Civil rights groups: Officials engaged in 'misinformation campaign' blaming man's death on criminal justice reform

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Is the state's new discovery reform to blame for the death of a witness in an MS-13 trial? A group of advocates says no, and they want an apology.

Civil rights groups are calling out elected officials and law enforcement for their portrayal of the criminal justice reform that took effect Jan. 1. Groups gathered outside a Nassau courthouse, accusing some county and police officials of engaging in a "misinformation campaign fueled by a political agenda."

"Now that poor people have the same opportunity to go back to their homes and jobs, all of a sudden our community is filled with criminals," says Susan Gottehrer, of the Nassau County New York Civil Liberties Union.

Advocates are also demanding an apology from Nassau Police Commissioner Patrick Ryder for blaming the death of an MS-13 witness on part of the new criminal justice law. Ryder later issued a correction, saying there was no link between the new law and the murder of Wilmer Maldonado Rodriguez.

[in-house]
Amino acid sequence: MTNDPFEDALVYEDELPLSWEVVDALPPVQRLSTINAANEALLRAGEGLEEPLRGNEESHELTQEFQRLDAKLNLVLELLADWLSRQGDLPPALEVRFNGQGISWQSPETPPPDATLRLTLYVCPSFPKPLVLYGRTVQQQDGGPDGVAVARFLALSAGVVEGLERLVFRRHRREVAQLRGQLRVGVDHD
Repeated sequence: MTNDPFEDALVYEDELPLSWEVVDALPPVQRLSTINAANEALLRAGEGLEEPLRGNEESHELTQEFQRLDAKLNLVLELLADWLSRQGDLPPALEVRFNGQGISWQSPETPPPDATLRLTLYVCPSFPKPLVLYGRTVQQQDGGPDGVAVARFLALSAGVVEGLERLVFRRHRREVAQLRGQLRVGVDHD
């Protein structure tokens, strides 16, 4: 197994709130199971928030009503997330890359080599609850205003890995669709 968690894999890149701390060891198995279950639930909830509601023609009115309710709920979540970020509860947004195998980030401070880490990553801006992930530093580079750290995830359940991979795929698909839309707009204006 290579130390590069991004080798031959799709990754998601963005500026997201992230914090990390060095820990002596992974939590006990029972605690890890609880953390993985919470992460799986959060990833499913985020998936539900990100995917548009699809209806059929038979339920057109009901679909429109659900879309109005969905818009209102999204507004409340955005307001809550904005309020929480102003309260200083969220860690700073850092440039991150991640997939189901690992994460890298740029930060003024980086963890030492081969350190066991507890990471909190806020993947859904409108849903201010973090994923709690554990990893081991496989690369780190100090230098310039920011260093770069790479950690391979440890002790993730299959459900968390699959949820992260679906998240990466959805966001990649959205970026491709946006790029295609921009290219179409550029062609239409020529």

Rodriguez was found dead outside an abandoned home in New Cassel earlier this week. During a press conference, Ryder took aim at a change in law that required prosecutors to turn over Rodriguez's identity to defense attorneys.

Despite issuing the correction, Ryder said Friday, "I stand behind the information that I presented at the press conference which is accurate."

"Bail reform simply allows those without money to be afforded the same American justice system," says Serena Ligouri of the New Hour for Women and Children LI."The privileges that everyone else with non-violent offenses has. It is access to freedom until they are proven innocent or guilty in a court of law. We believe in equal justice."

News 12 put in a call to Ryder's office, but it did not immediately respond.

Civil rights groups: Officials engaged in 'misinformation campaign' blaming man's death on criminal justice reform

MORE: Victim's rights groups, defense attorneys split on discovery material reforms 

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